"Tuesdays with Morrie" is, without a doubt, one of Bantam Doubleday Dell Publishing Group, now a division of Random House, most infamous backlist publication. Published in the fall of 1997, "Tuesdays with Morrie" captures the spirit and life lessons of a Brandeis University sociology professor. Written from the point of view of Mitch Albom, former student of Morrie Schwartz and 10 times voted No. 1 sports columnist by the Associated Press, the book chronicles the last days of Morrie and the knowledge he shares with Mitch.
"Tuesdays with Morrie" will move you in many ways. It will inspire you, motivate you, make you shed a tear (or two, maybe three), make you reflect on your life and make you chuckle. More importantly, "Tuesdays with Morrie" exemplifies what schools, colleges and universities are so desperately lacking. Today’s classrooms are in a desperate shortage of compassion, something today’s generation need. Career skills are important, but what good are they if the individual lacks personal development. How can one operate solely on career skills? Morrie not only educated students, but also taught how to communicate, how to have compassion and the importance of community.
I gathered several lessons from the bound collection of 192 pages. Here are 11 of my favorite quotes and the lessons behind them:
1. Love is the only rational act. “We think we don’t deserve love, we think if we let it in we’ll become too soft. But a wise man named Levine said it right. He said, “Love is the only rational act.”
2. Be fully present. “Be fully present—that means you should be with the person you’re with. When I’m talking to you now, I try to keep focused only on what is going on between us…….I am not thinking about what’s coming up this Friday.”
3. Love others. “Devote yourself to loving others.”
4. Don’t cling to things. “Don’t cling to things because everything is impermanent.”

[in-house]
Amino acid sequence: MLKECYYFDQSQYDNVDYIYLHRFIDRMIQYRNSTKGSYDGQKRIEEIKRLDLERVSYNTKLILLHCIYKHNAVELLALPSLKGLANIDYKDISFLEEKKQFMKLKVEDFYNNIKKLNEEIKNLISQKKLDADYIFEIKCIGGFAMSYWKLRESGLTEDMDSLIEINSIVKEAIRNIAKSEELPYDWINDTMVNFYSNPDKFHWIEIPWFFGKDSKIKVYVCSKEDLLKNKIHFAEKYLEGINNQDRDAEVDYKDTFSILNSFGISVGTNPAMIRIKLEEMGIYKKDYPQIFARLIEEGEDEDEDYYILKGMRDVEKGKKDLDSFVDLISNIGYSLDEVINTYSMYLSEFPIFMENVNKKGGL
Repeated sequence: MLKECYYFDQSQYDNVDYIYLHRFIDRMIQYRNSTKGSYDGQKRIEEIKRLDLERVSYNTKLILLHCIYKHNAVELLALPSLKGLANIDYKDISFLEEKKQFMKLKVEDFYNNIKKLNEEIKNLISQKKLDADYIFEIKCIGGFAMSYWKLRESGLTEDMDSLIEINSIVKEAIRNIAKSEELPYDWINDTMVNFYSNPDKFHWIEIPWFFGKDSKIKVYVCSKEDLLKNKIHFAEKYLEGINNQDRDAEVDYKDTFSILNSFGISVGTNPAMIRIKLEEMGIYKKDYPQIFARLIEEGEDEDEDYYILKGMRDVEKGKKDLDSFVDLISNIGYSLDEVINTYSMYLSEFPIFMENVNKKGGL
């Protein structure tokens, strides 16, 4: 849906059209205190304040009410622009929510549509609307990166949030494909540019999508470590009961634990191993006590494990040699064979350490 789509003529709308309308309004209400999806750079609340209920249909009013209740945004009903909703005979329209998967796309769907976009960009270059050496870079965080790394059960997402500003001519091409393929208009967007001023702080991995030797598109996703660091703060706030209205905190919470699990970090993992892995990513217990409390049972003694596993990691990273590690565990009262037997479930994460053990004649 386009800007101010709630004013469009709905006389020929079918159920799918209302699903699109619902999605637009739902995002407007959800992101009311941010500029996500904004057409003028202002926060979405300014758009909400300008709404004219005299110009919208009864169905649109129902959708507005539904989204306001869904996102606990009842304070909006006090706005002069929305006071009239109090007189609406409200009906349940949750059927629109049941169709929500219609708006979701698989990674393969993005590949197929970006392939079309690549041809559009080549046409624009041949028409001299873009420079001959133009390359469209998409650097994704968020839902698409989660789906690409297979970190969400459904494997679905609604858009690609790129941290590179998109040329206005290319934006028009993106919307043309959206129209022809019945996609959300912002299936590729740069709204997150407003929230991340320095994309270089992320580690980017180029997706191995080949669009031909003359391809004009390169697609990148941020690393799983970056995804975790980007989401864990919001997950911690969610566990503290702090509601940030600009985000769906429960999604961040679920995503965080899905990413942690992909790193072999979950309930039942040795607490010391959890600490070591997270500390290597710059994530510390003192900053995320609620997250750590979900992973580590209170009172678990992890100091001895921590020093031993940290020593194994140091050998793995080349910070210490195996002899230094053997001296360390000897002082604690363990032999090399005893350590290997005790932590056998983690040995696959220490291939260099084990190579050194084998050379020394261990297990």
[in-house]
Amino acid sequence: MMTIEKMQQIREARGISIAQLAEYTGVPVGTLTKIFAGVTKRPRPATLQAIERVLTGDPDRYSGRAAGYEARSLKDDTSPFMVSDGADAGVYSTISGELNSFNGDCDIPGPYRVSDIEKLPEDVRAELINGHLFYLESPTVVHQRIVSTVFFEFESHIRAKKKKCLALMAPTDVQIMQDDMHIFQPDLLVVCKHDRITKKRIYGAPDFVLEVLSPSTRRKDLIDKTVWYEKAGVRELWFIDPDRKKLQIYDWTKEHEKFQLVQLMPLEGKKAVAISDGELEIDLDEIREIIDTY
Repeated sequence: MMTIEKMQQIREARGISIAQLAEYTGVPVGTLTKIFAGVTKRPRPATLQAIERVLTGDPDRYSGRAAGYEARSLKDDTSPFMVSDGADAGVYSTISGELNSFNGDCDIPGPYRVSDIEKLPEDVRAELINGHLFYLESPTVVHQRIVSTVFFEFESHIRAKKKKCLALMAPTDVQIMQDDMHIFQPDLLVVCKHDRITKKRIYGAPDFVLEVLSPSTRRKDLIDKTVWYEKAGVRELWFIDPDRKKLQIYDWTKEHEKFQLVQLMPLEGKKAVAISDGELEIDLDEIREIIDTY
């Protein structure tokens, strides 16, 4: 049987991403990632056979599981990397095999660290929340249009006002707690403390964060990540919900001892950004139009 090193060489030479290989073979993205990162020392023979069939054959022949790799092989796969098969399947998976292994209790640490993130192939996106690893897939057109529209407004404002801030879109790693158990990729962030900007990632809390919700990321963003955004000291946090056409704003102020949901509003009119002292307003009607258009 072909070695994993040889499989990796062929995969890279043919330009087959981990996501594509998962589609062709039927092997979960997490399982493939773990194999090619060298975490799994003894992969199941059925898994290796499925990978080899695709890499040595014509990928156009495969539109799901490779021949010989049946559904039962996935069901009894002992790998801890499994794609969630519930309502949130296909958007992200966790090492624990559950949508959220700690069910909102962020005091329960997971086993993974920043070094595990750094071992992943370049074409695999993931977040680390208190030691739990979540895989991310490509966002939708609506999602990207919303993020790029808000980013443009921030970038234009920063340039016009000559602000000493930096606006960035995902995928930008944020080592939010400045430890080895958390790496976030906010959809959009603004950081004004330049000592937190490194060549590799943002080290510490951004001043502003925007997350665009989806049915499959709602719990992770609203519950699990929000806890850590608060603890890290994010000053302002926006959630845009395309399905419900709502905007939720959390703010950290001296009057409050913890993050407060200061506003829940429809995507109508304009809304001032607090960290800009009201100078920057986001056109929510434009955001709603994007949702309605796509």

5. Learn to forgive. “Learn to forgive yourself and to forgive others.”
6. Love your community. “Devote yourself to loving your community.”
7. Have purpose. “Devote yourself to creating something that gives you purpose and meaning.”
8. Give to others. “The satisfaction comes from offering others what you have to give.”
9. Learn to detach. “Detachment doesn’t mean you don’t let the experience penetrate you. On the contrary, you let it penetrate you fully. That’s how you are able to leave it. If you hold back on the emotions—if you don’t allow yourself to go all the way through them—you can never get to being detached; you’re too busy being afraid. Afraid of pain, you’re afraid of grief. You’re afraid of vulnerability that loving entails.
10. Don’t look back. “You have to find what’s good and true and beautiful in your life as it is now. Looking back makes you competitive. And age is not a competitive issue.”
11. Don’t fear aging. “Aging is not just decay, it’s growth—if you stayed 22 you’ll always be as ignorant as 22.”
“All young people should know something—if you’re always battling against getting older, you’re always going to be unhappy, because it will happen any how.”